Hard cider fermenting in the basement in 55-gallon food grade barrel.

Most of Nat's cider goes directly into kegs but he bottles some for friends.

Read about my cherry wine here.

Ready about my plum wine here.

Read about my dandelion wine here.

Chanterelle Foraging

December 1st, 2010

We braved hail and lots of rain to get these suckers.

This fall was a record mushroom harvesting season here in the Pacific Northwest — chanterelles especially. I’d never been chanterelle picking until this year but I’ve gone on a lot of other mushroom hunts and I love it. I love being out in the woods without a trail to follow and that combined with the magic and mossy hunt of golden chanterelles makes for a perfect rainy weekend day with friends.

And rain, and even hail, it did a few weeks ago when went chanterelle picking. We got dumped on but warmed up in the car afterward with dark rum spiked hot apple cider and homemade bacon apricot cornbread muffins with maple buttercream frosting that our friend Teresa brought. She spoiled us. And as if that wasn’t enough we chased our snack with an early dinner at Tad’s Chicken ‘n Dumplings a.k.a. the chic dump.

I did a quick sort and clean of my mushrooms once I got home because even though I used scissors to harvest, leaving the mycelium intact and also leaving the muddy base behind, there was still (as there always is) a lot of dirt and needles to get rid of. After I cleaned the chanterelles I put them on a pan and warmed them dry in the oven.

We got a good amount from our spots but it wasn’t a huge haul. I think we each got 3-4 pounds. That’s what it felt like. I made two things with mine — a really good risotto and a penne pasta with chanterelle cream sauce. Both were delicious.

Here’s some more tasty chanterelle posts from local and afar food folks that I love:

The Portland Pickle
Good Stuff NW
Hunter Angler Gardener Cook

Chanterelle risotto with crispy fried sage leaves and bacony brussels sprouts.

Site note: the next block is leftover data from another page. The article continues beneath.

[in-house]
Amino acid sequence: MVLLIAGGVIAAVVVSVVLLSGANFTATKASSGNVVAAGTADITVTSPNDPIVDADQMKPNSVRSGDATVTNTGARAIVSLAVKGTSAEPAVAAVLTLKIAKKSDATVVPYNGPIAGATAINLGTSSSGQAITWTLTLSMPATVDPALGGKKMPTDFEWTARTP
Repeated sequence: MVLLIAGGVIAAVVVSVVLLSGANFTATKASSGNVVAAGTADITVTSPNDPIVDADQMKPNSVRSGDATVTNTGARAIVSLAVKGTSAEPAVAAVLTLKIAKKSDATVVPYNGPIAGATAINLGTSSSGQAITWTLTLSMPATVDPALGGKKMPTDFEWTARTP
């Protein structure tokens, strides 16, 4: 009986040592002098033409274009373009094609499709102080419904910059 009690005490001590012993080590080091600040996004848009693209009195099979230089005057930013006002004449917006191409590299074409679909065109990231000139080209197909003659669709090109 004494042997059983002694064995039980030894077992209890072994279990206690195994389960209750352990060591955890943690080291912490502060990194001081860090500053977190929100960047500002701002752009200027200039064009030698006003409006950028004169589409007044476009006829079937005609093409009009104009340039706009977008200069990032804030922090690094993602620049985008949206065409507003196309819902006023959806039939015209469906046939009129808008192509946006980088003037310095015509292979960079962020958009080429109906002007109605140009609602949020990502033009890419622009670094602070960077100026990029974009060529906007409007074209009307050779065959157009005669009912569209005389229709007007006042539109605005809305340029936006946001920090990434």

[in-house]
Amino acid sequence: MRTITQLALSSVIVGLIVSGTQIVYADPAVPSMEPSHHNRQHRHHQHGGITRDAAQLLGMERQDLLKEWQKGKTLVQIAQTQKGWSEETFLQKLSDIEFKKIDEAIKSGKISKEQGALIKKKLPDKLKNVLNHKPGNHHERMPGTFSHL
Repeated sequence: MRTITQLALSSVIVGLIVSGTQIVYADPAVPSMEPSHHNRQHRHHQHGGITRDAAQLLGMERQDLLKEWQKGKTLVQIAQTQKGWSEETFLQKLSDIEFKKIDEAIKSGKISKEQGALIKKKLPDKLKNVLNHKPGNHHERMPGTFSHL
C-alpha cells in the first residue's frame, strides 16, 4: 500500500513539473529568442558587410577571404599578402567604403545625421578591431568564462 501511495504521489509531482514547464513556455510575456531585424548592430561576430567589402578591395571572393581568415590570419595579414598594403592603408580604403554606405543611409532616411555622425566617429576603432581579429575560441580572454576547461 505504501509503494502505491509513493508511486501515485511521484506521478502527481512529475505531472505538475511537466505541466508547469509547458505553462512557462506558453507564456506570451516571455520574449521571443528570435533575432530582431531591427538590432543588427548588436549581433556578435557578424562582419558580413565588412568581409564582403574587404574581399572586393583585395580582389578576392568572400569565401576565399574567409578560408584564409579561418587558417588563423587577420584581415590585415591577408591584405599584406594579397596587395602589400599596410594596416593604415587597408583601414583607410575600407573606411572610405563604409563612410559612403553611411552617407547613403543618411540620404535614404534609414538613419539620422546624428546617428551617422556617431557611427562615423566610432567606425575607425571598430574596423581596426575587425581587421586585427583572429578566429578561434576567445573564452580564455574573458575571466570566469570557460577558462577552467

Penne with chanterelle cream sauce and toasted hazelnuts.

I’ve Been a Miner for…Miner’s Lettuce!

March 22nd, 2010

Trimmed, bagged and perfectly wild miner's lettuce

I like taking my dog Rubin to my writing studio. It’s a small enough room that it feels like a den — more like a walk-in closet — and he usually curls up under my desk and keeps my feet warm. He’s a white malamute shepherd so he’s not small and only has a few places to get comfortable in the room. It’s nice having company while I write, research stories and projects, boil ramen in the hot pot, talk on Skype.

The best part of taking Rubin to work is that he gets me on a regular walk schedule. I love walks period but I’m more inclined to skip them when he’s not around. So at the end of last week — remember how sunny and beautiful it was? — I was at my studio and took Rubin on a mid-day walk. I was soaking up the sunshine and shaking off a little work stress when I came upon something extraordinary…

You see what I’m talking about above and below — the largest urban patch of miner’s lettuce I’ve ever laid eyes on! So large in fact I actually looked around to see if anyone else was onto it. There were a couple homeless guys tinkering with their tent fifty yards away but other then that it was just me and Rubin. Bounty!

I plucked a bit and ate it on the spot — first miner’s lettuce of the season! And then we carried on with our walk after deciding to make a pit stop there with a bag to harvest before heading home.

Miner's lettuce is unmistakable and it's one of my favorite wild edibles.

By the time quitting time came around I almost forgot about the miner’s lettuce but lucky for me my post-work brain kicked in and I stopped by the patch to snip enough for a big salad for a barbecue that night. I didn’t even come close to making a dent. The patch is so big that I could probably eat salads from it all summer. I plan to do just that in fact. For the miner’s lettuce salad last week I added butter lettuce and radishes along with mint, fennel and ribboned sorrel from the yard. I tossed it all with a homemade white miso, lime and olive oil vinaigrettte. Delicious.

I’m not telling you where my newfound miner’s lettuce patch is but if you’re looking for urban wild edibles now’s the time. I highly recommend that you check this open source website out too — Urban Edibles. I wrote about it in my book and there’s a ton of great PDX foraging info. there. If you need some schooling Wild Food Adventures is heading into another fantastic spring season of local foraging expeditions and workshops.

I found it here! Sea of miner's lettuce...

Yard Fresh

June 23rd, 2009

I buy plenty of farm fresh local food year round but my favorite time of the year for eating in Portland is the summer and early fall because so much of what’s on the plate is yard fresh — straight from our garden. Last year I expanded the vegetable garden to the front yard — before I just had beds and mounds in the back. The front yard up until then was mainly fruit trees, berries, herbs and perennial vegetables such as asparagus, artichokes and cardoons. This year I have tomatoes, tomatillos, basil, chiles, celery, pickling cucumbers and more in the front in addition to a whole bunch of veggies in the back.